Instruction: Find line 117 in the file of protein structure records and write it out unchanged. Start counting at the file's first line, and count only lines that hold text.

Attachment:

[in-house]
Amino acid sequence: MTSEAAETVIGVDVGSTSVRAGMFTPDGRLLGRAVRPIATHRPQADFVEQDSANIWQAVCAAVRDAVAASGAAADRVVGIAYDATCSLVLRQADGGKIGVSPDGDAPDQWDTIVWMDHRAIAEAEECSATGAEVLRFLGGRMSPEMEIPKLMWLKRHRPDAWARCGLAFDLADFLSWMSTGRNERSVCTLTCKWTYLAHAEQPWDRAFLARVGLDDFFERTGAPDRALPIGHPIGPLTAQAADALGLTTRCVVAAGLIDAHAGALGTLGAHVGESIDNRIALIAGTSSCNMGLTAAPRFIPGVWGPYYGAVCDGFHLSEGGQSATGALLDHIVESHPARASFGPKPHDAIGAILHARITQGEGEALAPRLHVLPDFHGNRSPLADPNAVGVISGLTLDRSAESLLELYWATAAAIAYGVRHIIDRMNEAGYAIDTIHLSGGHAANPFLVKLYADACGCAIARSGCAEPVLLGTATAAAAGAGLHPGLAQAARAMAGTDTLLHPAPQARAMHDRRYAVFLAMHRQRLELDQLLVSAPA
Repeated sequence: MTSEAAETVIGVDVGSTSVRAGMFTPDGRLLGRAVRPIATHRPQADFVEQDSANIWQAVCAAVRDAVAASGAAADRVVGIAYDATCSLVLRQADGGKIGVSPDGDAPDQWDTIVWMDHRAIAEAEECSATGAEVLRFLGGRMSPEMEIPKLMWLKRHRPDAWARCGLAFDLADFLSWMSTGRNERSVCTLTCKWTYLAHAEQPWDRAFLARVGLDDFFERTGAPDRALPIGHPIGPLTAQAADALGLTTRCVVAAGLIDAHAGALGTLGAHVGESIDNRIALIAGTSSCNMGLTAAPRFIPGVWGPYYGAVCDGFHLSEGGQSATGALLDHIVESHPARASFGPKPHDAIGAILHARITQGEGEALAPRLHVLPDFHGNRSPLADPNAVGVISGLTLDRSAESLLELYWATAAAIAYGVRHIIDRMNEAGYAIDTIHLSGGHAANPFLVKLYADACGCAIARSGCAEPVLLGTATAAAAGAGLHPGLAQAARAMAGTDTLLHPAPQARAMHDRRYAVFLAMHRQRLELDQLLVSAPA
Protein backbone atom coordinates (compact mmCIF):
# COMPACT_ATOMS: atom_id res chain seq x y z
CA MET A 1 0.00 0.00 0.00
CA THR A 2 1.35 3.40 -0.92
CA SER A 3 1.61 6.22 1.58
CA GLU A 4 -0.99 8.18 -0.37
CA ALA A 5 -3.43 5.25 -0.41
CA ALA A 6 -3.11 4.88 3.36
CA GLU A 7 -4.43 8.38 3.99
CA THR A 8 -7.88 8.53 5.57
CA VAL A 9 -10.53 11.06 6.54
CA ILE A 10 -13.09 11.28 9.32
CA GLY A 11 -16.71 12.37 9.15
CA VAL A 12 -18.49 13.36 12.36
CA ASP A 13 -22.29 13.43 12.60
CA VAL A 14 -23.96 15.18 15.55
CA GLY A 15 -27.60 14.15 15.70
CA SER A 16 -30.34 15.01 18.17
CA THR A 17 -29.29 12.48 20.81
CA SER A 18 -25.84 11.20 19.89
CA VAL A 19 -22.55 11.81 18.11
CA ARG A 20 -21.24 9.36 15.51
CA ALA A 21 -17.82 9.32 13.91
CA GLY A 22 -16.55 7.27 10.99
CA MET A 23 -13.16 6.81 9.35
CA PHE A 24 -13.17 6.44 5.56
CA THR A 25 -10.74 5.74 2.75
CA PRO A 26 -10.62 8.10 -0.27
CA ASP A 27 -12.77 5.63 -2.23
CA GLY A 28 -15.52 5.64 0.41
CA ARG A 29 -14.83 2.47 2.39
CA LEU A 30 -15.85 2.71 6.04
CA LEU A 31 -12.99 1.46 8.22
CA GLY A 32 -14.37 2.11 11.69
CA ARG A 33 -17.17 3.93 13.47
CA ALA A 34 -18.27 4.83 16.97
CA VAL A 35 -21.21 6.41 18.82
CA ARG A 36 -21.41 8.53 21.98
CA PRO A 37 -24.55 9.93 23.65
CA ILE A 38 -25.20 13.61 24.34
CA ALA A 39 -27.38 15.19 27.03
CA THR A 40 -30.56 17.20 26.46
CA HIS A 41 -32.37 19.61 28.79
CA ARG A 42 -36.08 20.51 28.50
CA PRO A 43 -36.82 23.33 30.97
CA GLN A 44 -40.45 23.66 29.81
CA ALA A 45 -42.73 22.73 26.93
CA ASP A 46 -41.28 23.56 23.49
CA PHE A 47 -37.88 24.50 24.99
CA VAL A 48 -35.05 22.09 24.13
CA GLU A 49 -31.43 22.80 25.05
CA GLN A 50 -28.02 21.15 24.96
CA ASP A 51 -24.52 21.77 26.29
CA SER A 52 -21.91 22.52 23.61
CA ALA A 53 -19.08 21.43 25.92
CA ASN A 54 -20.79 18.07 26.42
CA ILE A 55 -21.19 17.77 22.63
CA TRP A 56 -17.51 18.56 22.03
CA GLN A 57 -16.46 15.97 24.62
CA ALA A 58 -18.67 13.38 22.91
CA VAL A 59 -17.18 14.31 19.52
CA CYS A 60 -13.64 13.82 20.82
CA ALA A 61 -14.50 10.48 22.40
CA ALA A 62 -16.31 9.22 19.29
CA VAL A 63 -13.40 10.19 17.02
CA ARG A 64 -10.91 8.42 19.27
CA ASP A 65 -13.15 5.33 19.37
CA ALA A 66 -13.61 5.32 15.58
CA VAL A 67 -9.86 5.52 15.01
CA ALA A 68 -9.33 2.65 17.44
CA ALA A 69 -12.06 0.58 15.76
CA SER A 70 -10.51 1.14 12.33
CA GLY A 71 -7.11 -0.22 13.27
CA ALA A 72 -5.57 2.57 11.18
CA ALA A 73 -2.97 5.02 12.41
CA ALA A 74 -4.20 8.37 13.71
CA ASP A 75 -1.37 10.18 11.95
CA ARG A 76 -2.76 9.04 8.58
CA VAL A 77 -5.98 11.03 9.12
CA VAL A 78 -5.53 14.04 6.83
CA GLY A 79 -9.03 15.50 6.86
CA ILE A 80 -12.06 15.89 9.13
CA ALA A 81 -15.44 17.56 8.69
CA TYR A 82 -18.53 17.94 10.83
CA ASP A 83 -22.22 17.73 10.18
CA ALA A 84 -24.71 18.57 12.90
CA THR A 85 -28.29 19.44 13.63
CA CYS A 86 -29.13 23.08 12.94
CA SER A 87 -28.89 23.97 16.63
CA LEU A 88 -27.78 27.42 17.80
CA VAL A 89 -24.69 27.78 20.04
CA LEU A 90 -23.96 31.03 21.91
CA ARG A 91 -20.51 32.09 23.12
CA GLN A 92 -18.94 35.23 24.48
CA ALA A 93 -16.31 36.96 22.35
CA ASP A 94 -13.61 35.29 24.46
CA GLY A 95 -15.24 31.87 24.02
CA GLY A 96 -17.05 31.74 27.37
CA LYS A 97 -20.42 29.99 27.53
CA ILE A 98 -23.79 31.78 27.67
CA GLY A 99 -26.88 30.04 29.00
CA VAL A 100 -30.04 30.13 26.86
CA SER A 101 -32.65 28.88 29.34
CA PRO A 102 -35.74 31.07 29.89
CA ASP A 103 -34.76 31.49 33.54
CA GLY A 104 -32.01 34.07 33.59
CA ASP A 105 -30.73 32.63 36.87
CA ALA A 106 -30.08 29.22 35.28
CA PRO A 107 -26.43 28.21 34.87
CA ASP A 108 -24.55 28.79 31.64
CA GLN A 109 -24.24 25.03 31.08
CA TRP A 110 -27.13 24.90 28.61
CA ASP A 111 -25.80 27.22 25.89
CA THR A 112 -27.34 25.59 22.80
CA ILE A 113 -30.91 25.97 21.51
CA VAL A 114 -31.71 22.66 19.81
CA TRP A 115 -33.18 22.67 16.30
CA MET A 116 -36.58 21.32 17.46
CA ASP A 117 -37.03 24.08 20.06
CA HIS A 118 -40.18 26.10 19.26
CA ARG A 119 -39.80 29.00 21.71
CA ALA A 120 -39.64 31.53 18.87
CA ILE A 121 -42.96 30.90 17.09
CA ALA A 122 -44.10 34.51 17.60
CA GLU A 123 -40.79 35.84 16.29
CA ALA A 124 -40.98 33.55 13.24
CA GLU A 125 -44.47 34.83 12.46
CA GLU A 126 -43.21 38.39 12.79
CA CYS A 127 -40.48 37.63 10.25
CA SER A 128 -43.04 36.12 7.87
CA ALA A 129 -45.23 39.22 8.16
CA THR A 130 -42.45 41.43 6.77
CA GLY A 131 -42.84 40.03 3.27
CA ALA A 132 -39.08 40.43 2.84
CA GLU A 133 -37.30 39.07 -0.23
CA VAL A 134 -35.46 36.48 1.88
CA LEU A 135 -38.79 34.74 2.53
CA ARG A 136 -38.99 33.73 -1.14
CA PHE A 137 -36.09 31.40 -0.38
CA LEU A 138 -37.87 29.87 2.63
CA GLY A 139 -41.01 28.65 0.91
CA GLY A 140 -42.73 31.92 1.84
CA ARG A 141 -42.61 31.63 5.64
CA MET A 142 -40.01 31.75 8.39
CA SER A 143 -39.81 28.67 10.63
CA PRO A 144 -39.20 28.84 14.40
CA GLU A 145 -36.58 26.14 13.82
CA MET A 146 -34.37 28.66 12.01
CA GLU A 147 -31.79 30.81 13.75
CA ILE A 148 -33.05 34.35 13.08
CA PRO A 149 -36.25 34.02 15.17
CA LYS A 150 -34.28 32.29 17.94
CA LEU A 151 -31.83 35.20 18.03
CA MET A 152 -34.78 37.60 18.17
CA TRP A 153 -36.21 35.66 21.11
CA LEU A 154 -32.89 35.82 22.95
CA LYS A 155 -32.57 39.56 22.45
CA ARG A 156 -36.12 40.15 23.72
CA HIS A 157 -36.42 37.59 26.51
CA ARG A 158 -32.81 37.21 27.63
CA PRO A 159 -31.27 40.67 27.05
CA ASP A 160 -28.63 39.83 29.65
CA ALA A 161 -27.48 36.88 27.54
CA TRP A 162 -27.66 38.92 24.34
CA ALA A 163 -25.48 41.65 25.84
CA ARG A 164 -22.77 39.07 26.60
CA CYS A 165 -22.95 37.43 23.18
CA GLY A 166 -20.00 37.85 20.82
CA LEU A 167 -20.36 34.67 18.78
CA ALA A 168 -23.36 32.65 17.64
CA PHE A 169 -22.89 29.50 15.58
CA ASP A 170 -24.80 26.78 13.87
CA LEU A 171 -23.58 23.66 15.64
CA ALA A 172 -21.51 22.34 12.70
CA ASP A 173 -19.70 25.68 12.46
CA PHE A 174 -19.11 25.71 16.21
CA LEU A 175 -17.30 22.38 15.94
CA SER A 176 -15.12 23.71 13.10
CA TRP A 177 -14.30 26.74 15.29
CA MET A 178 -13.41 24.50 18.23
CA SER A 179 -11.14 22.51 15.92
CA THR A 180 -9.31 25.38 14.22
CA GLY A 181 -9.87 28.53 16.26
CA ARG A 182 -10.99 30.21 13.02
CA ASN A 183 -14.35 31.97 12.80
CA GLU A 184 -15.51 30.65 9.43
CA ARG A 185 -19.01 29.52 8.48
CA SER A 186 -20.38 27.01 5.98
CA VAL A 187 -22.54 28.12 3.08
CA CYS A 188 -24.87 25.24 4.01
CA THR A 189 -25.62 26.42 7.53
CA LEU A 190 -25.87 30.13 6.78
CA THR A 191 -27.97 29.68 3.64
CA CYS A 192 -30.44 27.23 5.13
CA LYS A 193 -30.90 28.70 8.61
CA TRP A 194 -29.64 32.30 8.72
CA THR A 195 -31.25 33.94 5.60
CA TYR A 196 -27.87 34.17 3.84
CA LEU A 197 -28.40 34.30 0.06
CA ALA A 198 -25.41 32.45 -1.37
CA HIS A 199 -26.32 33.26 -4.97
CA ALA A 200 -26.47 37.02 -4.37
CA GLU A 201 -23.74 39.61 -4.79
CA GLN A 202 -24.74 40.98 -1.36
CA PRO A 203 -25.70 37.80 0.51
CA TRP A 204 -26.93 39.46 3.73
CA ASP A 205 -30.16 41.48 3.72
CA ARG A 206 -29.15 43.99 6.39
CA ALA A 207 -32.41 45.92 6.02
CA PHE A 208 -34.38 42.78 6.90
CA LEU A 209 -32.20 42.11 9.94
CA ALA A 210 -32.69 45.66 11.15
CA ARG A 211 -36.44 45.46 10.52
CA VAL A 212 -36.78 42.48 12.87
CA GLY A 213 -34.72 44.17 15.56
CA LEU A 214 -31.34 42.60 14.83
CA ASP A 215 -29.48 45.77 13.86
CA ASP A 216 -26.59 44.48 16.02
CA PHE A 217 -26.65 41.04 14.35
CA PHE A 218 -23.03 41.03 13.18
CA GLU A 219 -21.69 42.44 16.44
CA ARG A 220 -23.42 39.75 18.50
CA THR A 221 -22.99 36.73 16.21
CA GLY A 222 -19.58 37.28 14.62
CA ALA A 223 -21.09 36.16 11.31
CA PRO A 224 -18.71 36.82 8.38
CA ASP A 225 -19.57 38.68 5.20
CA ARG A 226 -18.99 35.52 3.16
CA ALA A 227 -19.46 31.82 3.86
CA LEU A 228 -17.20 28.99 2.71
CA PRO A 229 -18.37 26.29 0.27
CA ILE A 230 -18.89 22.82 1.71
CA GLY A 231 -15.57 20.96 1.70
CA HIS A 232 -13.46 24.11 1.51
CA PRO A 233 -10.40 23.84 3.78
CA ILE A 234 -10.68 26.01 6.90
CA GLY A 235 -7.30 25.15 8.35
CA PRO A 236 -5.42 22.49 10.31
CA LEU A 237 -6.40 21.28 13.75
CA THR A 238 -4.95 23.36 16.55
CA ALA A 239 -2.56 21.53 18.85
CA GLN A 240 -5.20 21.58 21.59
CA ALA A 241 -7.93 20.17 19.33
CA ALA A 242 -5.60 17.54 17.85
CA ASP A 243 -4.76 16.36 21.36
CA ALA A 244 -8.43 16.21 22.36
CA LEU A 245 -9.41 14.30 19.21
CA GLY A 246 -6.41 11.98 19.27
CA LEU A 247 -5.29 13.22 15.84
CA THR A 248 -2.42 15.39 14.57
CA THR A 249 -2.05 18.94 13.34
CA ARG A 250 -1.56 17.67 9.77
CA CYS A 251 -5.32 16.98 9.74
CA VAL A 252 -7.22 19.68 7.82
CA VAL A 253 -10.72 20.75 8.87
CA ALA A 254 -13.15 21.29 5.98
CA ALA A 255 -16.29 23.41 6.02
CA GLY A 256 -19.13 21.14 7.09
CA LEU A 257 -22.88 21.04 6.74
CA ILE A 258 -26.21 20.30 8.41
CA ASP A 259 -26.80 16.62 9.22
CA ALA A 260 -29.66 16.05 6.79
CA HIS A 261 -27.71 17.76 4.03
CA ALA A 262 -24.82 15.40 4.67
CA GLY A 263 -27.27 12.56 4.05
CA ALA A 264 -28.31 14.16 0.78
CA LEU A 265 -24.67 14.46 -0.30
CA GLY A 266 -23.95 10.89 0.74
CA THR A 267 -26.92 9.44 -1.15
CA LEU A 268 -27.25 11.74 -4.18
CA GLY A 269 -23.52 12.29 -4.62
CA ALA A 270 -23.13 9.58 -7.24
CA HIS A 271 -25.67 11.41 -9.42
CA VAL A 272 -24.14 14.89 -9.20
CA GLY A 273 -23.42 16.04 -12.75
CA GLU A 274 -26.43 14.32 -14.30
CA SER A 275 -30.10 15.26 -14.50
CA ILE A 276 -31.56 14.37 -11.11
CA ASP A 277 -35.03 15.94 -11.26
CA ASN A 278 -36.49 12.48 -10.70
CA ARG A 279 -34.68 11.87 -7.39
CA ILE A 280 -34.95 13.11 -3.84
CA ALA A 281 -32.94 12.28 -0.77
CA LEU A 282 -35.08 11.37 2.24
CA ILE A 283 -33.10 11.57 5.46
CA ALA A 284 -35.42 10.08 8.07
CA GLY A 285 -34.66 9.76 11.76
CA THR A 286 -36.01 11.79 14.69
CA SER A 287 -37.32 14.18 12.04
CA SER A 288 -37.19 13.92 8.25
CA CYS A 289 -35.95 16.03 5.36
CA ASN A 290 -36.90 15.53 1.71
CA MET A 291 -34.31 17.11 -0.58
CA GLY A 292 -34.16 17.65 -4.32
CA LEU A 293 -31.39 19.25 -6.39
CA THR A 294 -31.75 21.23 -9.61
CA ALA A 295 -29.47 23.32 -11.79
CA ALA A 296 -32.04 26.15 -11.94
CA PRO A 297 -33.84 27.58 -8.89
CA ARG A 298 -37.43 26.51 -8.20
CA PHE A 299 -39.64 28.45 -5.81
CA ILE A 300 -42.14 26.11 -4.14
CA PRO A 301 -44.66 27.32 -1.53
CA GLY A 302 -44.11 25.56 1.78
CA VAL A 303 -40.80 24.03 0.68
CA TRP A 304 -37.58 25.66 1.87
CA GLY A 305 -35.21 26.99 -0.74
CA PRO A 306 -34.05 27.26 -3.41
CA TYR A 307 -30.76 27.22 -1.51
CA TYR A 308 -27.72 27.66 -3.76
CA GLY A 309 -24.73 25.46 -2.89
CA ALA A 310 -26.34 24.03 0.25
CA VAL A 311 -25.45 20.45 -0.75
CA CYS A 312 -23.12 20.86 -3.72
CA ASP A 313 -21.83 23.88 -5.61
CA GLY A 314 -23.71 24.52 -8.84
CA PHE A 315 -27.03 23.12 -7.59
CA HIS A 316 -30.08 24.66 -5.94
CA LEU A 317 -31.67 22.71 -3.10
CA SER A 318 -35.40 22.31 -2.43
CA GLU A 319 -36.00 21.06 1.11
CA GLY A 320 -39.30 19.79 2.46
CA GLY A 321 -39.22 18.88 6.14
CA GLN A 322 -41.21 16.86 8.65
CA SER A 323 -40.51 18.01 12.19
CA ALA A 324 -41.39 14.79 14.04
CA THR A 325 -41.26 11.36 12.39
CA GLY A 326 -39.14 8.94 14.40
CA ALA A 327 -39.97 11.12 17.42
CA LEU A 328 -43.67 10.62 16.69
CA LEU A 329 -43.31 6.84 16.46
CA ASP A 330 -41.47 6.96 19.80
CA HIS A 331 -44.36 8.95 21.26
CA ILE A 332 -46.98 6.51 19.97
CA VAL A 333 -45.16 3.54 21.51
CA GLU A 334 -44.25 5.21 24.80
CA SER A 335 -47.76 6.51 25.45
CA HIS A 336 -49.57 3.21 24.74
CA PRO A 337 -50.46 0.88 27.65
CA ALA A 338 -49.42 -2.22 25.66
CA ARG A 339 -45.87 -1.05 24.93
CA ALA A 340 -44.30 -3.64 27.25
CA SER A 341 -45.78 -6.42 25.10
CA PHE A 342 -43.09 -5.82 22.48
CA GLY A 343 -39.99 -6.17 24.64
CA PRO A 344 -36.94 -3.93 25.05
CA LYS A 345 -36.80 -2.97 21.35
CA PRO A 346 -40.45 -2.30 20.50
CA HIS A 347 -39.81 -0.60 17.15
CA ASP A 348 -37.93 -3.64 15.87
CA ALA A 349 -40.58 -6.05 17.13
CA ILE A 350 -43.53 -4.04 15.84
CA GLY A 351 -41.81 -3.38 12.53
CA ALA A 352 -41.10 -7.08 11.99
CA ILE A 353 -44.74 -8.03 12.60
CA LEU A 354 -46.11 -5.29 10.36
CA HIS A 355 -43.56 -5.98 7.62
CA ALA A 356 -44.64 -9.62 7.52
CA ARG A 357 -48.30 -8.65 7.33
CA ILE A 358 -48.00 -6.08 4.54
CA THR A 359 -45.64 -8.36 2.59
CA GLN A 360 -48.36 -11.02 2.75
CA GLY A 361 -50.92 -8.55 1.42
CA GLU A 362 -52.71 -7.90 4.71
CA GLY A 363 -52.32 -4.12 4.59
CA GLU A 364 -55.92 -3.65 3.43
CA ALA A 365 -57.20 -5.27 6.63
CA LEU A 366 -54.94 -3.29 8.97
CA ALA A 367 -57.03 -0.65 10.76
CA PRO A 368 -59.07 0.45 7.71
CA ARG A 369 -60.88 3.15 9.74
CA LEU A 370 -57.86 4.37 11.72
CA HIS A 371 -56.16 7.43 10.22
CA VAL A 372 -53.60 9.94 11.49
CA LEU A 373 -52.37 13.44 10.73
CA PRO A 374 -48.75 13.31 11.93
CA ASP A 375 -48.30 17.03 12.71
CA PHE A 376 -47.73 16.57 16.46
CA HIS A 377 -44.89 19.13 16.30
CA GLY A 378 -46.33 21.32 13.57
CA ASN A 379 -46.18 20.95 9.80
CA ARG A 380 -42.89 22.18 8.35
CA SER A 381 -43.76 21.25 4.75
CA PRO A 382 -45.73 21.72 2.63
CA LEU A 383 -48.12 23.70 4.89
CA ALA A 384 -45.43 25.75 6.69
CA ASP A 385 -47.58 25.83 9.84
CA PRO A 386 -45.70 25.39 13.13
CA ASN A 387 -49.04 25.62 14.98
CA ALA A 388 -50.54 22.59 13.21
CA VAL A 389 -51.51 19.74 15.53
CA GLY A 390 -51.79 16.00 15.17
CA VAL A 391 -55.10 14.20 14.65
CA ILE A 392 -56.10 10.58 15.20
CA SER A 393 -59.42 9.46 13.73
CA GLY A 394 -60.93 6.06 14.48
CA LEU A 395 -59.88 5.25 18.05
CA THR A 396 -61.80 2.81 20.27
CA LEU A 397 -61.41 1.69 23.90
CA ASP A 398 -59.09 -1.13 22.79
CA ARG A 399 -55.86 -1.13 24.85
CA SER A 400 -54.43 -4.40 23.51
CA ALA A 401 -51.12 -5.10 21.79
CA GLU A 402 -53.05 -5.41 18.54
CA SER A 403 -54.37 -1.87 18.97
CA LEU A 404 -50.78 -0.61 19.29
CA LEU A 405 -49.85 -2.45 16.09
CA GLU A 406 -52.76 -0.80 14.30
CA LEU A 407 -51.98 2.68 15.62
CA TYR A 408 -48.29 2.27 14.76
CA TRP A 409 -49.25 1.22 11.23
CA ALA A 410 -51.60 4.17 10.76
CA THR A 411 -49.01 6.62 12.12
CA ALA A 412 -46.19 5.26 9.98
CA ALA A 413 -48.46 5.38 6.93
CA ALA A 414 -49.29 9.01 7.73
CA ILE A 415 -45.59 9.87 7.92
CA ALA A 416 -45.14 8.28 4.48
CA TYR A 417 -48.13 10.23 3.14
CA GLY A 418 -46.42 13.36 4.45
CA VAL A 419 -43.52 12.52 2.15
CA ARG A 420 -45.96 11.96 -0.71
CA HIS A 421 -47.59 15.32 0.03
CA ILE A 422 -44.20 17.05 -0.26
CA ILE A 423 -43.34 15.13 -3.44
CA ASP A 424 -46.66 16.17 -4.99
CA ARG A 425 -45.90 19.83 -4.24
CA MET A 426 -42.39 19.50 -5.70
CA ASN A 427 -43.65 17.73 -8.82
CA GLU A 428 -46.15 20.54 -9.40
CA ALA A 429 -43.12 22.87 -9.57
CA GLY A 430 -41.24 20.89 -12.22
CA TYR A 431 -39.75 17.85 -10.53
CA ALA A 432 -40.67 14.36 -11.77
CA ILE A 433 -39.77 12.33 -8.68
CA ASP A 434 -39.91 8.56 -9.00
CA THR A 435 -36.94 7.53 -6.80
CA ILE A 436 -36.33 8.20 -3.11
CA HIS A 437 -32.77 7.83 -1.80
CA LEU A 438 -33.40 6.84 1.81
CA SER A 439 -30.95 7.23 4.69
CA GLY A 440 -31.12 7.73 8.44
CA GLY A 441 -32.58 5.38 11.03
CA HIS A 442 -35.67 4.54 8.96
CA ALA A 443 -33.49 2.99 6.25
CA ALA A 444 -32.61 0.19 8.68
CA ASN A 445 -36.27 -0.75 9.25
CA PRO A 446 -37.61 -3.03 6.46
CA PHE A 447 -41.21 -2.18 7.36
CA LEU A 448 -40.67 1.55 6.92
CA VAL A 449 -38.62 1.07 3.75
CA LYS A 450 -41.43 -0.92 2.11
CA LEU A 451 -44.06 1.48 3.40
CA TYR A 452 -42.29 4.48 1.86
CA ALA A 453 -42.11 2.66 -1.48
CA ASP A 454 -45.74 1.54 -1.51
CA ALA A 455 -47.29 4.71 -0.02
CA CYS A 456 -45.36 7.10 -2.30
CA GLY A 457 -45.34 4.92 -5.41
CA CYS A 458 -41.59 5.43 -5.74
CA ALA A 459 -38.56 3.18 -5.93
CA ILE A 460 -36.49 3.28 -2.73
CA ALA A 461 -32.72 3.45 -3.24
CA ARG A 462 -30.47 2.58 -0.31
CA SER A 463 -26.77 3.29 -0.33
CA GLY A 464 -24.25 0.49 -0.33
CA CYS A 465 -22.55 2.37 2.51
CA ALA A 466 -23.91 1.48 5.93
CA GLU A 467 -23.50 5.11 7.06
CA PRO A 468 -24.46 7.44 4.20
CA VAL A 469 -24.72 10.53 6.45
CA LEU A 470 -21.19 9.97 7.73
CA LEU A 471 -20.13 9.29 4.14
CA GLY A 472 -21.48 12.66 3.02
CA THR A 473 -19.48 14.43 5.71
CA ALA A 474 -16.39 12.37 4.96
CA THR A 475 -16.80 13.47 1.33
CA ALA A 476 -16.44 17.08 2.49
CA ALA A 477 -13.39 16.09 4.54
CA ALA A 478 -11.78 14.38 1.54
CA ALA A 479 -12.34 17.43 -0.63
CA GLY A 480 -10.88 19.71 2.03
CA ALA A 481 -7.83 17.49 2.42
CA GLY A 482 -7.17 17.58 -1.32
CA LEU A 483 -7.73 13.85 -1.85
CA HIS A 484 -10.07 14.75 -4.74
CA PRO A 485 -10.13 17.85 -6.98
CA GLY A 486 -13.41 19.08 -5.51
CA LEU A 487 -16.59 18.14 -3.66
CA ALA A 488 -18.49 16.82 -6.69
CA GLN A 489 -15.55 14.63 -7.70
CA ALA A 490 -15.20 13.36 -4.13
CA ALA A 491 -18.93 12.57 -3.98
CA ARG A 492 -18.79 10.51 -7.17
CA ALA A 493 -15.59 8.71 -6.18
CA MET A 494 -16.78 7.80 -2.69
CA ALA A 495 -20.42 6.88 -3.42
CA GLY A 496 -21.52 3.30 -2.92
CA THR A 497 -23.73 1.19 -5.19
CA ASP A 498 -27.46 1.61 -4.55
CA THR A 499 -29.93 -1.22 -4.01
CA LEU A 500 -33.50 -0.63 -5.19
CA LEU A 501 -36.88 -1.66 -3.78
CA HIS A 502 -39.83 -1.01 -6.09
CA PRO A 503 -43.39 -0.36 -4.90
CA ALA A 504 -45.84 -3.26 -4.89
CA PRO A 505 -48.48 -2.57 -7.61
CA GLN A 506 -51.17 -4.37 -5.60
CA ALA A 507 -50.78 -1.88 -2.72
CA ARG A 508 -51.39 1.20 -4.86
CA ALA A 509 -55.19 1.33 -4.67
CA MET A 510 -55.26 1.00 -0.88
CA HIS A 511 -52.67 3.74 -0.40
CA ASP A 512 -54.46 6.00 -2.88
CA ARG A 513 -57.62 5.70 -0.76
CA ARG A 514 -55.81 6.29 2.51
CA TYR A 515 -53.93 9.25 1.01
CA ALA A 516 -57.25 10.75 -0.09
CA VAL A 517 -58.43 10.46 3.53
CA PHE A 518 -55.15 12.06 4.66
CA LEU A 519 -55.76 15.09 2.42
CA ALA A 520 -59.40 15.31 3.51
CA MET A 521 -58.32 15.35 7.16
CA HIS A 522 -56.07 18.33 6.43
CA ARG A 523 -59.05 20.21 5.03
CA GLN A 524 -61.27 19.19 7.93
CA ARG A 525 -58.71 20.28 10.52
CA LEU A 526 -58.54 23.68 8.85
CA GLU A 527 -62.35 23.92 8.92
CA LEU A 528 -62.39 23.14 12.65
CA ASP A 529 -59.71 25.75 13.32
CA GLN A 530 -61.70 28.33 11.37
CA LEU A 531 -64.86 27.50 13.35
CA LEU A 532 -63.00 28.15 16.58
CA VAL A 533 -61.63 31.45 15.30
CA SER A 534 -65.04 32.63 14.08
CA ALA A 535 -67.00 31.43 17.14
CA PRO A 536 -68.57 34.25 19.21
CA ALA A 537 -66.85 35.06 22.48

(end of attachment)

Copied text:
CA THR A 112 -27.34 25.59 22.80